Carbohydrates are currently taking the greatest heat for the escalation of obesity worldwide but is this blame game working?
The greatest cost of the global obesity epidemic is yet to be felt. Obesity is a risk factor for a multitude of health complications meaning a health crisis far greater than the present number of obese individuals is looming… the multiple consequences of obesity multiplied by the growing number of overweight and obese individuals. We need a solution and we need one fast. Simply identifying an excessive intake of carbohydrates as the cause of obesity is not going to reduce obesity. Merely encouraging people to cut carbs from their diet is not going to reduce obesity. What needs to be addressed is the food related behavior resulting in the consumption of energy dense, nutrient empty diets … a recipe for obesity.
While the key to including carbohydrates in a healthy diet is to choose only those carbohydrate containing foods that offer nutrient benefit in addition to energy, this is not common practice among people classified as obese. As a dietitian I have had many an opportunity to assess the food intake and eating practices of obese individuals struggling to achieve weight loss. In my experience, it is seldom that such a person has a healthy relationship with food, practicing healthy eating behavior and making nutrition the priority of their dietary intake. Many of these individuals report to have cut out all carbs, most of them with insufficient knowledge of the extensive presence of carbohydrates naturally occurring in many foods, only to follow up a meal free from potato or rice with a couple of biscuits or a rusk, both a carbohydrate source far more offensive than those avoided.
Simply broadcasting the evils of carbohydrates with the recommendation of banishing them from ones diet does not help people lose weight. This is not good nutrition education.
Other obesity triggers:
Furthermore, in addition to a general lack of nutrition knowledge, digging deeper into the eating practices of people battling to lose additional fat mass reveals;
- the regular skipping of meals, most commonly breakfast
- habitual fast food consumption,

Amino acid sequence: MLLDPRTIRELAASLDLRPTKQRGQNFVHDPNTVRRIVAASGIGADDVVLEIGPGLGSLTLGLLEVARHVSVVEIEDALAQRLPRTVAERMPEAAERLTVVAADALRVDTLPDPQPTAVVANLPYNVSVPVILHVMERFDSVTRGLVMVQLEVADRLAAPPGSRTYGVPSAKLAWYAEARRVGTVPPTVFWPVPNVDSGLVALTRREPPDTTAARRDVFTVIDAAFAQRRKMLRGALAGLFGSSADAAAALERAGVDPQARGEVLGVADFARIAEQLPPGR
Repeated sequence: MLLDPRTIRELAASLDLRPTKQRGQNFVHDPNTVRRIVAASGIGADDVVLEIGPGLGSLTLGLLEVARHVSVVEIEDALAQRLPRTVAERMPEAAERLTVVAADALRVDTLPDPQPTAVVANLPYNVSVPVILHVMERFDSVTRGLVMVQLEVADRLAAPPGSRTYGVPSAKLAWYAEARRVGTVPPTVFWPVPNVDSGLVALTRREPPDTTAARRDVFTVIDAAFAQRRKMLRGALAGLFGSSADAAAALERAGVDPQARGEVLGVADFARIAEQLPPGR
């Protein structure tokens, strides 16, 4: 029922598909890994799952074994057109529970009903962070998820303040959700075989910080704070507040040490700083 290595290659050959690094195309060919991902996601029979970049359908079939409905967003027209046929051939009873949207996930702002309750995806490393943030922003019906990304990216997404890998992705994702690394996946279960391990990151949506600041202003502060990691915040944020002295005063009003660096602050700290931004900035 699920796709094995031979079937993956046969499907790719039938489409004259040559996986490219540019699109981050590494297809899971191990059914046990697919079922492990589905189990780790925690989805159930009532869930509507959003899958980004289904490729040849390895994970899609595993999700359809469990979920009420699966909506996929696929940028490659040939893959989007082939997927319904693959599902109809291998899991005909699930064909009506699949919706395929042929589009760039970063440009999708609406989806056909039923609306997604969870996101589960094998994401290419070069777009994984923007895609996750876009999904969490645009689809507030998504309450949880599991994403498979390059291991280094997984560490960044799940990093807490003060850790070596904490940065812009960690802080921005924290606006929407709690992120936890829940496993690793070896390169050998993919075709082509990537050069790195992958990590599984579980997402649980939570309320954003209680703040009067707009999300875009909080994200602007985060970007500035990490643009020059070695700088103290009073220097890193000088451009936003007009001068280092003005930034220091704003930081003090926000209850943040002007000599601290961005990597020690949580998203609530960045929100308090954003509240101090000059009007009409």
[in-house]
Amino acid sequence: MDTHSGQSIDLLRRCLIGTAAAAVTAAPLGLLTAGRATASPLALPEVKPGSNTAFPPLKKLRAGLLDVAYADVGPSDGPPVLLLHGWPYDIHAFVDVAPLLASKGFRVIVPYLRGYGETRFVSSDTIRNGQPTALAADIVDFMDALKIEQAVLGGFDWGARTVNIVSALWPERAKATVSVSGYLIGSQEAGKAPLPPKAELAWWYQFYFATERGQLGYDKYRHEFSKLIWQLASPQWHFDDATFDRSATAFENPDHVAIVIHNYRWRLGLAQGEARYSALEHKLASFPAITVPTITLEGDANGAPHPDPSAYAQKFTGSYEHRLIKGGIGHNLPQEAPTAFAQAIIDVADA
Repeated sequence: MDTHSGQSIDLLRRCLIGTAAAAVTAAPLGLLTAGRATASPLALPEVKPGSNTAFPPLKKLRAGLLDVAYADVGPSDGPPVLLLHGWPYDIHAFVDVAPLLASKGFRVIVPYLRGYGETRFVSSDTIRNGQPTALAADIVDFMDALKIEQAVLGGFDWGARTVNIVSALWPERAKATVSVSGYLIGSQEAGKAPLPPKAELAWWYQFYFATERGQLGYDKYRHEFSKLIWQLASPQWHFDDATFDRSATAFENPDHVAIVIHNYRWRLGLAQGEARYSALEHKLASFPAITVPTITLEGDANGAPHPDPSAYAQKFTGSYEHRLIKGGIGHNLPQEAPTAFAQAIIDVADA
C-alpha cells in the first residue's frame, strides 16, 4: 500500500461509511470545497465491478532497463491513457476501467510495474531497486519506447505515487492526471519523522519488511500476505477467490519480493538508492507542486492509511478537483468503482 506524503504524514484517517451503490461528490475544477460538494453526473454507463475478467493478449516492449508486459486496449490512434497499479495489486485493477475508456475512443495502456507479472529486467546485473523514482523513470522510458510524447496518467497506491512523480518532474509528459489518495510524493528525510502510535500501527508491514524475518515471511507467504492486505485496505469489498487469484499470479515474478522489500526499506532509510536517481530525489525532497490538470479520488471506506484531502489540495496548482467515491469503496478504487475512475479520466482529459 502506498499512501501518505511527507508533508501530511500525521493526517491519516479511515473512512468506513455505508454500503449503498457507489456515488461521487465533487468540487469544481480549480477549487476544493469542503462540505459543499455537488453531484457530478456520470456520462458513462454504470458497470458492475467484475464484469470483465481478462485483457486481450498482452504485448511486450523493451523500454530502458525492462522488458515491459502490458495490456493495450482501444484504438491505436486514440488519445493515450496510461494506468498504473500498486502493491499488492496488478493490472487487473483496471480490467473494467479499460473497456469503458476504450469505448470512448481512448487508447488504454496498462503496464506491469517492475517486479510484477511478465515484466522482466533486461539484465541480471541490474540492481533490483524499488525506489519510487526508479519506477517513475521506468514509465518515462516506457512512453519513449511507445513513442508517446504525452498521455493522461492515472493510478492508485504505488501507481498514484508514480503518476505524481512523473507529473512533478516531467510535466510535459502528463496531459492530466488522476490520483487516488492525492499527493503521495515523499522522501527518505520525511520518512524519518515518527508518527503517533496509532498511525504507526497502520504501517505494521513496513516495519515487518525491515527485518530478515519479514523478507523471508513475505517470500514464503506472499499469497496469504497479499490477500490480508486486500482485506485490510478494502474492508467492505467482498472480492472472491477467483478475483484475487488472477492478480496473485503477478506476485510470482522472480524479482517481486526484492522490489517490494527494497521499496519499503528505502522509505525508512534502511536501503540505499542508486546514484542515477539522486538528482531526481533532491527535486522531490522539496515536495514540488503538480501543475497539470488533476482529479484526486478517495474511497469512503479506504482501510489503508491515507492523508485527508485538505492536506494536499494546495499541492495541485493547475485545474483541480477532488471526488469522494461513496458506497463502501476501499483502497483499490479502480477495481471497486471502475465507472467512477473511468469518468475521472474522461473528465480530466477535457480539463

- a lack of dietary fibre,
- inadequate inclusion of fruits and vegetables,
- sugar usage far above what is recommended
- eating out often
- regular use of alcohol or sugar containing beverages
- too many hours spent sitting at a desk
Stress, lack of exercise, poor sleep, insufficient exposure to vitamin D producing sunshine and an excessive reliance on technology are worth adding to this list of obesity causing offenders.
As there is so much more to the cause of obesity than the consumption of carbs alone it stands to reason there is more to the obesity solution than simply shunning carbs. Poor eating behavior, such as skipping meals, results in the skipping of vital nutrients required for optimal metabolic functioning and blood glucose control. Addressing the eating behavior of obese individuals and at risk populations at large has a massive role to play in the treatment and prevention of obesity. The government and food industry can have a great impact on the obesity crisis by increasing nutrition education in schools and encouraging individuals to make healthier food choices with cost effective options. It is nice to see many shops removing sweets and chocolates from the isles at the cashier points, but healthier convenience food products (health sandwiches) are often in excess of twice the price of their non-nutritious substitutes (pies and pastries). Many people have to make budget based food choices.
Individual responsibility is also important. Taking stock of and addressing any obstacles to leading a healthier life is an important part of obesity management. The solution may just be simpler than imagined:
- securing a midday break for a lunch meal and a leg stretch
- menu planning or weekend food preparation.
- avoiding the office canteen or vending machine
- packing a healthy sandwich or salad
- waking up 5 – 10 minutes earlier to enjoy a breakfast
- removing temptations at home
- shopping less regularly
- cooking at home more often
This list of solutions is far greater than a single nutrient. Poor eating habits and neglect of good nutrition cannot be blamed on carbohydrate alone. A balanced diet rich in the wide variety of nutrients required for health will never be high in carbohydrates.
Solving the obesity crisis is not in the impossible exclusion of foods that will continue to be available, affordable and widely accepted. The answer lies in teaching people which foods they should be sure to include. Promoting the eating (and enjoyment) of regular meals rich in nutrient value, namely fibre, lean protein, healthy fats, vitamins and minerals is surely an achievable and sustainable treatment for obesity.